Web3, the next generation of the internet, focuses on self-expression, authentication, and ownership. We are building our own worlds online by creating an identity that can be trustless, independent, and also verifiable — a decentralised identity.

Unlike our current siloed profiles, decentralised digital identities are building the path to a universal identity designed to go everywhere with you and act as verified proof of your existence online and in the physical world.

Currently, people may feel like they own and can build a comprehensive identity across platforms. From a Google login for every website to a fully customizable profile on Twitter — there is the illusion of identity ownership.

Decentralised identity opens up new realms to write, own and control a person’s personally identifiable information without the control of a corporation or government. Identity in Web3 goes beyond a single username or email address, instead, it is linked to a user’s blockchain wallet, their NFT collection, and their social identity.

You can build your name around your wallet, your digital signature. If you decide to participate in a new community, you can move and no one can take that identity away because it only belongs to you.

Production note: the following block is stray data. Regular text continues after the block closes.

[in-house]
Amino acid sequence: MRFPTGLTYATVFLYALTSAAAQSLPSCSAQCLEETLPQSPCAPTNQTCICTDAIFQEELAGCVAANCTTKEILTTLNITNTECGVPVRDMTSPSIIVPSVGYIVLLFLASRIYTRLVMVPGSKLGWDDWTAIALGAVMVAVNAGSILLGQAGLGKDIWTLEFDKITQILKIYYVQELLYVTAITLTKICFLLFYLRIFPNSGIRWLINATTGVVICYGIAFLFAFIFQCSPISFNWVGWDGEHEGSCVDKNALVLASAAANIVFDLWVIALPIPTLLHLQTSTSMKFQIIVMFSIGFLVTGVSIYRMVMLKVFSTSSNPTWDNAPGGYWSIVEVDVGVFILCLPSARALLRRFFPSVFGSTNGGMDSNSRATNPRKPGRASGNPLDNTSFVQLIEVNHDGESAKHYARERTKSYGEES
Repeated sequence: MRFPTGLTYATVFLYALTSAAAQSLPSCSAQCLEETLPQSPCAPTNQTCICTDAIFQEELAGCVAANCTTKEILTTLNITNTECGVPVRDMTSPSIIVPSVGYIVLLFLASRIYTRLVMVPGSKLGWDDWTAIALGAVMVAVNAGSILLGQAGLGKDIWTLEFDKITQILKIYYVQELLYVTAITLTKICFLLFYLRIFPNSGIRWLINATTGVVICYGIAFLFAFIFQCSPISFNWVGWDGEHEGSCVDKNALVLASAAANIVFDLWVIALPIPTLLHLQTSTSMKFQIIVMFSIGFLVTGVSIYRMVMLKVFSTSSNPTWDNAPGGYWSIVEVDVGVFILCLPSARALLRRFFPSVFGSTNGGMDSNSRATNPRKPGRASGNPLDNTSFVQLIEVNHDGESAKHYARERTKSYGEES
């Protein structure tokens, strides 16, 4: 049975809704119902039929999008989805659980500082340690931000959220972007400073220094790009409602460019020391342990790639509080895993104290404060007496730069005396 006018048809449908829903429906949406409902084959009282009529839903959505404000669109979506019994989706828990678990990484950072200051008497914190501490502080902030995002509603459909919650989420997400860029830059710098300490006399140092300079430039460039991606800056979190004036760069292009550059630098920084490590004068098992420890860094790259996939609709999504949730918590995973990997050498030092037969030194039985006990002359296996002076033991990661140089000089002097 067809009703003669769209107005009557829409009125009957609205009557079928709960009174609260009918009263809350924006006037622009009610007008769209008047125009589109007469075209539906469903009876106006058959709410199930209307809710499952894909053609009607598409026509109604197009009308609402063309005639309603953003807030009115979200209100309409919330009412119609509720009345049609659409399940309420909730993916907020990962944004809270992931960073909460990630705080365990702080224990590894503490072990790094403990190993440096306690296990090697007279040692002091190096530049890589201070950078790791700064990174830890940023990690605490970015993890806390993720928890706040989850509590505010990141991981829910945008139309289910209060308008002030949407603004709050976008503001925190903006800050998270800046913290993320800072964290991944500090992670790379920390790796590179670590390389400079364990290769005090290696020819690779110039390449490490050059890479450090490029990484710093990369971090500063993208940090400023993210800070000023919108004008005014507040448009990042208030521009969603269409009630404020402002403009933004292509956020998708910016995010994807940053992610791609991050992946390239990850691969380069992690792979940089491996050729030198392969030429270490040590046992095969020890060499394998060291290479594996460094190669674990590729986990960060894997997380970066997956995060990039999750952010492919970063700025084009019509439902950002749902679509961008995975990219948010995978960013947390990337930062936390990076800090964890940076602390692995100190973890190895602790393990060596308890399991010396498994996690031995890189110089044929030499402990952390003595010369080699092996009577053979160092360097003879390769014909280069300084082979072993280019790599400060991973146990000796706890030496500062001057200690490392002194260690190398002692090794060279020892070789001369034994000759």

Currently, suppose you get a decentralised domain name, such as a .eth name. In that case, this NFT works as your identity for multiple wallet addresses across decentralised apps — bringing your identity together across the ecosystem to one place.

For example, if a conference, party or event has an on-chain ticketing system utilising your Web3 domain name provides a quick, accessible sign-in for the ticket.

However, these promising starts to decentralised identities still need to reach their full potential. While it is frustrating to have multiple social profiles like we do in Web3 at the moment, the ease of use on each platform from Twitter to Google is a benefit.

Decentralised identities are yet to have the ease of functionality that we all expect after years of using the single-click logins of the Web2 world. This is something we need to address as we build the foundations of the internet’s future. We’re building for people, not computers.

Building our multi-layered identities online